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5 Things You Should Know about Family Law — Tips on How to Deal with Them

Understanding the law itself is really tough. So with this in mind, we have thought of pulling off the following things to ditch in terms of family law myths and how you can go about each. Read on and get the right education you need — taken lightly point by point through situational or experiential examples.

In cases when the couple needs to be legally separated, the children will most probably stay with the mother

While it may appear that this is the case, the Court is only guided by what is in the best interest of the child. The use of a shared care arrangement is becoming more frequently used if it is practical and not disruptive for the child. Basically, the general principle is that the Court will firstly look at who has been the primary carer for the children.

If the other party has committed adultery, it will affect the financial outcome.

The ‘fault’ cited in the divorce is of no relevance to the finances. The Court has to consider both parties needs irrespective of fault. The only fault that is of relevance in financial matters is if it is directly linked to the financial matters (e.g. gambling, reckless spending).

“The father of my child and I were never married but his name is on the birth certificate so he is legally the father”

There is a presumption that your spouse is the father of your child if the child was born during the marriage. However, if a child was born out of wedlock, paternity is only established by DNA testing or execution of an affidavit acknowledgment paternity by the father.

Merely placing the father on the birth certificate does not establish that he is the legal father. This means that he has no legal rights to the child and unless paternity is established by appropriate means, child support cannot be collected from him and other rights of inheritance for the child are not available.

Although having the father’s name on the birth certificate does not convey paternity, it may be used to aid in the presumption of paternity when trying to prove it is so.

“We are not married but we are living together and so I have rights as a common law wife”

This is perhaps one of the biggest myths in family law. According to a poll conducted in 2008 by Parliament, around 51% of people believed in this concept. If you are not married, you do not have automatic financial rights. Any rights are limited to the laws of property and trusts.

In fact, there is some protection for those with children. The courts can make orders to preserve the home in some cases until the children have finished full-time education. The best way to protect your interest is to have joint ownership and/or a cohabitation agreement.

“We are married and therefore I am entitled to half of everything”

While the starting point in cases is equality, the court looks a number of factors when deciding how the assets should be divided. The most decisive factor in most modest cases is the needs of the parties, especially the needs of the children. And in cases where the assets exceed the needs, the court aims for fairness and therefore it may place more weight on other factors such as the length of the marriage, contributions made etc.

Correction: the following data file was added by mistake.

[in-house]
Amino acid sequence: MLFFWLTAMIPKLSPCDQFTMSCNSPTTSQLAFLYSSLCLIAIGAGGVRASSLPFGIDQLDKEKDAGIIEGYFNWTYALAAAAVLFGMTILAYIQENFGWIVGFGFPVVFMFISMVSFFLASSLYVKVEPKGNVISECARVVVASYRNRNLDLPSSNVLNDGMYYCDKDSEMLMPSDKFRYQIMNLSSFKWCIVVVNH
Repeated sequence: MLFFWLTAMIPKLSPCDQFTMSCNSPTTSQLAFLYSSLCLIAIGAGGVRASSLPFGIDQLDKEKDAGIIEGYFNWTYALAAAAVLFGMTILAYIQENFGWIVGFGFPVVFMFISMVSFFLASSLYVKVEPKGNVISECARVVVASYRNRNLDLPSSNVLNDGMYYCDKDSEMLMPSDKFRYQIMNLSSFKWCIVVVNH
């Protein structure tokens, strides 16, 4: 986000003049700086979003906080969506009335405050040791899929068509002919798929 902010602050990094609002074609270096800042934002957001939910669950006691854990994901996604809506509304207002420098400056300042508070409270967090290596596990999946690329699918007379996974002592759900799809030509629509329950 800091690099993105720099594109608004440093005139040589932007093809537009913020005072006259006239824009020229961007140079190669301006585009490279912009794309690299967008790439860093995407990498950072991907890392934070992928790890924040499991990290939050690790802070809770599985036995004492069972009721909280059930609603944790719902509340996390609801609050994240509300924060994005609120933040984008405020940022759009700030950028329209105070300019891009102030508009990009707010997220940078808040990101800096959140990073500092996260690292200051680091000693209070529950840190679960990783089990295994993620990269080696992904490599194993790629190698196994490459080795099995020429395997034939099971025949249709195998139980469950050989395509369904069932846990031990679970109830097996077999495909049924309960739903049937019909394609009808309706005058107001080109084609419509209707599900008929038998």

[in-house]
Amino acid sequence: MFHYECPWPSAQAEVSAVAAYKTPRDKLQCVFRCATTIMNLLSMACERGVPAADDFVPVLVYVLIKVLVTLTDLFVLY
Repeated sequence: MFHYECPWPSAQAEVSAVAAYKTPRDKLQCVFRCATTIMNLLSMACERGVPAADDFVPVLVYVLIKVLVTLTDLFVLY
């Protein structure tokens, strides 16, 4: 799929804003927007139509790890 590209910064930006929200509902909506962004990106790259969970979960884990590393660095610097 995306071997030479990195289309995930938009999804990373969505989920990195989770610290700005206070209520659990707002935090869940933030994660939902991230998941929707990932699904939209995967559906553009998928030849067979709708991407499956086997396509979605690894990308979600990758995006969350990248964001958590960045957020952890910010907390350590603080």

“If I transfer assets to a third party, the Court will ignore them”

This is not the case and the Court can either make an order for these to be transferred back to the spouse or ‘add them back in’ to the pot so that any order reflects the fact that the transferor of that asset has already had that money.

The transfers are likely to become common knowledge as both parties will have to provide the other with full disclosure of their financial documentation which includes bank statements and solicitors will pick up on unusual transactions in this documentation. The Court is likely to take a dim view of a party that has tried to conceal assets.

“If my spouse has racked up huge amounts of debt, I am liable for half of this”

The contractual position is that despite being married the debt is personal and therefore only attaches to the person who has the contract with the creditor (unless you are guarantor). The repayments are therefore the responsibility of the spouse whose name they are in and if there are missed payments it should only affect their credit.

However, there is always a concern if the debts have become unmanageable as a bankrupt spouse will cause problems for you and debts being secured on the other spouses share of the property could cause the home to be at risk.

The matrimonial courts can look beyond the contractual liability and sometimes will consider the debt to be joint when considering the finances if both parties have benefitted from the debt.

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